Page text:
Stories That Inspire Positive Change – A MAHB Dialogue With Author, Olfa Meliani-Faure

Geoffrey Holland | November 19, 2019 | Leave a Comment Download as PDF

GH – You have written a fiction trilogy titled, The Beautiful Ones, that features human overpopulation as a central story element. What motivated you to write fiction that sheds light on the population issue?

Olfa Meliani-Faure – Back in 2016, I came across a UN report that said there could be 16 billion human beings on earth by the year 2100. I had a vague memory from high school geography classes of being told that fertility rates were capping at 0.8 children per woman and that generally speaking there wasn’t enough of us (Generation X) to finance the retirement of Baby Boomers and that the system would collapse if we didn’t make more children. But these half-remembered high-school days memories didn’t reconcile with what I experienced every day, as a Londoner: Tube corridors crammed full of commuters, huge crowds everywhere and a sense that there wasn’t enough to sustain us all, especially when Earth Overshoot day came earlier every year. So I started looking into overpopulation and realized that the number of humans on Earth had nearly doubled since the year of my birth. Something didn’t add up.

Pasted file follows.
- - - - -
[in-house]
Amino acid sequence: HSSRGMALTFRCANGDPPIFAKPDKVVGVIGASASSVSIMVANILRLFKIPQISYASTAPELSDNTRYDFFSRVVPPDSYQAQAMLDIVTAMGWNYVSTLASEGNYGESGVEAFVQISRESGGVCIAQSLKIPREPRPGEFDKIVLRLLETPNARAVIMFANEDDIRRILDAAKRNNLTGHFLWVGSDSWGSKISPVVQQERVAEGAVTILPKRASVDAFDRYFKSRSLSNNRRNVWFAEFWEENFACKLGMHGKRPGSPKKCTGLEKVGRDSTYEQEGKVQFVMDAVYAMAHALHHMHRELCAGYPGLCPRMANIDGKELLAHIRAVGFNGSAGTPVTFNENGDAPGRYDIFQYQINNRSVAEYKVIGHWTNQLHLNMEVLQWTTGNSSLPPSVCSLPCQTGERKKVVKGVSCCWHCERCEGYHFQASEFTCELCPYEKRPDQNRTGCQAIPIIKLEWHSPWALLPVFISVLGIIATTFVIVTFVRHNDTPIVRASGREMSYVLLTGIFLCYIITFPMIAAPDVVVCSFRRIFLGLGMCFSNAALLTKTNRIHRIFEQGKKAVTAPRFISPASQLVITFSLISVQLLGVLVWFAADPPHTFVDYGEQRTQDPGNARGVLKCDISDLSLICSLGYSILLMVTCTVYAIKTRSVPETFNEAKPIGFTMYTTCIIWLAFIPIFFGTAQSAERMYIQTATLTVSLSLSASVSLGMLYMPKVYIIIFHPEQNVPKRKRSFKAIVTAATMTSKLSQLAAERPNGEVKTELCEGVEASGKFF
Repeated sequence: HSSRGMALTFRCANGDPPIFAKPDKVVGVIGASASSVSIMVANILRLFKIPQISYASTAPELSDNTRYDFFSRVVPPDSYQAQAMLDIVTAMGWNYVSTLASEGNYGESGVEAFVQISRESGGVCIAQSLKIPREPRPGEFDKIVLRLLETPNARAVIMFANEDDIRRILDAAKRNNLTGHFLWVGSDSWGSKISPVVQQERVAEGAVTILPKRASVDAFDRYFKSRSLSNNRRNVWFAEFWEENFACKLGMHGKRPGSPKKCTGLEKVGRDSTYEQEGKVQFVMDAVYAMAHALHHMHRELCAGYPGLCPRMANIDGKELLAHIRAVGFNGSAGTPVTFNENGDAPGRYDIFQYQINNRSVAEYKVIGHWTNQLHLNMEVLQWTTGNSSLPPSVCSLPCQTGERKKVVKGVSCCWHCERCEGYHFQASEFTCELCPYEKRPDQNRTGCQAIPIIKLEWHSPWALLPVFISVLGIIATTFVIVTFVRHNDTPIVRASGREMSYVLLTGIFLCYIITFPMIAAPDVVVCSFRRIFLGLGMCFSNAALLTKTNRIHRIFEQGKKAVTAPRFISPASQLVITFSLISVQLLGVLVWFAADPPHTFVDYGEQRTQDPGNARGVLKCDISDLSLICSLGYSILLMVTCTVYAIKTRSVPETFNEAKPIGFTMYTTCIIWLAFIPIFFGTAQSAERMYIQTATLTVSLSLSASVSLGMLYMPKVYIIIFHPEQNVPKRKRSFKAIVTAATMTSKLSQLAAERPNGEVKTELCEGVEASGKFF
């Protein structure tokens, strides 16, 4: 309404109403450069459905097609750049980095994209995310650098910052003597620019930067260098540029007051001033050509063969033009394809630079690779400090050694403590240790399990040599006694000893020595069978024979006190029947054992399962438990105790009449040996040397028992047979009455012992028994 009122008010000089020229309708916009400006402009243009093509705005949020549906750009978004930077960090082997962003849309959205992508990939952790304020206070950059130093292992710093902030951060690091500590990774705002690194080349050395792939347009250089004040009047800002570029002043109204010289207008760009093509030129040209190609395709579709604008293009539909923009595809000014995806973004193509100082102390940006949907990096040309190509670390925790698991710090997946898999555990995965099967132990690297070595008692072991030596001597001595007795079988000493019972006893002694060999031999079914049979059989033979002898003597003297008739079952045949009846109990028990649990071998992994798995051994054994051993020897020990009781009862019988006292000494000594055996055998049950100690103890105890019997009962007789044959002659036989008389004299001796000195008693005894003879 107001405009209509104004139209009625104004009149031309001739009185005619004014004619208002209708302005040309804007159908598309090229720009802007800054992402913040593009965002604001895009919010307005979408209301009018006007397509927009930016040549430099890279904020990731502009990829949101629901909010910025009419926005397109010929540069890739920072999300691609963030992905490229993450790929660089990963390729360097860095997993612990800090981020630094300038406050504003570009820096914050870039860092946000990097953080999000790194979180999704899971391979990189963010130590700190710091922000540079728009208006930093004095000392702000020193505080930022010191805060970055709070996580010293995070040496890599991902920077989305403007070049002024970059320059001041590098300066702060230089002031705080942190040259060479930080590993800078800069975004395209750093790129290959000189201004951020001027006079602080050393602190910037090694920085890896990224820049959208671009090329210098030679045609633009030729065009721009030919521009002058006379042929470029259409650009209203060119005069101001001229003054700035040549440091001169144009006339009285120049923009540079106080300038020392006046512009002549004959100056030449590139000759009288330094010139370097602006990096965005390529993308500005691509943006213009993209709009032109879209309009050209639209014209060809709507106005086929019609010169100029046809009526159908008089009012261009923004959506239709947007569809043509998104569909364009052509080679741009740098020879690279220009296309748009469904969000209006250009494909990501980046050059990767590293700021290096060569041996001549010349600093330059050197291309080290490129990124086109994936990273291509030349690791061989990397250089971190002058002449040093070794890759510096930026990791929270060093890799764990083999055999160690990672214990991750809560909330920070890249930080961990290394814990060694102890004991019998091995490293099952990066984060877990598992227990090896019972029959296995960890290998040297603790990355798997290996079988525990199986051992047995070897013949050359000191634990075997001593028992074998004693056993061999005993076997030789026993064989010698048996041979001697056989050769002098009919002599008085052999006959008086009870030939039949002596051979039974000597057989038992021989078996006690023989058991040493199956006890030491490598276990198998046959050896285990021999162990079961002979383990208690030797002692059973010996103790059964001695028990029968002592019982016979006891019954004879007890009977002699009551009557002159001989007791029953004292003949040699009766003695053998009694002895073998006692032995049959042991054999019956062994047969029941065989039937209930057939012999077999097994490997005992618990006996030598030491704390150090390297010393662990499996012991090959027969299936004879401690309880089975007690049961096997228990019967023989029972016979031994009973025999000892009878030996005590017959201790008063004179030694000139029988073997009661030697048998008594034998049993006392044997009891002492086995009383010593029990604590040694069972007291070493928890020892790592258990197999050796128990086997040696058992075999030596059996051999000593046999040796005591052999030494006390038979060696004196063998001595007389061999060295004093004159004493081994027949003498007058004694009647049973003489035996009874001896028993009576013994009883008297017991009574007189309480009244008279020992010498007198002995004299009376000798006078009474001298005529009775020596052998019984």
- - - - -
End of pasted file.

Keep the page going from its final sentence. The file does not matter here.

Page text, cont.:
I researched the topic, reading articles and books like Life On the Brink by Philip Cafaro and Eileen Crist and I became convinced that overpopulation is in fact one of the root causes of the climate change emergency; everything we do is amplified by our numbers. The more I delved into overpopulation, the more I realized that environmentalists are aware of the issue but that it’s too complicated, emotional and sensitive to address, so it’s left out of the conversation. Fertility touches on such delicate areas of the human soul; the love of our children, our biological imperative to survive as a species, our religious beliefs. So, I can see why people would want to avoid talking about population as one of the factors of climate breakdown. 

What motivated me to talk about it anyway was that overpopulation impacts on everything: the reason why there’s only 3% of wildlife left in the world today is because the 30% of mammal biomass on land are us and the 67% remaining are the cattle that we rear to feed ourselves. The reason there’s so much plastic in the oceans is because there are 7.6 billion of us using ‘just one straw, just this once, surely it won’t matter.’ Our rate of population growth are simply not sustainable and if we don’t discuss the impact our numbers have on the climate crisis, than we cannot begin to address it. 

Chosen| Book 1 in The Beautiful Ones trilogy
Chosen| Book 1 in The Beautiful Ones trilogy

GH – As the 21st century unfolds, we are facing a perfect storm of existential threats that make human advancement and survival ever more uncertain. What part of this emerging scenario troubles you the most?

OMF – It’s hard to choose one, that’s probably why I decided to write about all the futures that worry me. The Cassandra Programme series will explore five scenarios: 

  • Overpopulation 
  • Catastrophic climate change 
  • World War III
  • A viral outbreak 
  • Out-of-control capitalism

In a way, all these scenarios interact with each other. For example, overpopulation makes climate change worse. Catastrophic climate change causes wars. The rising temperatures and humidity increase the likelihood of diseases spreading. And out of control capitalism makes the poorest, more vulnerable to all these situations.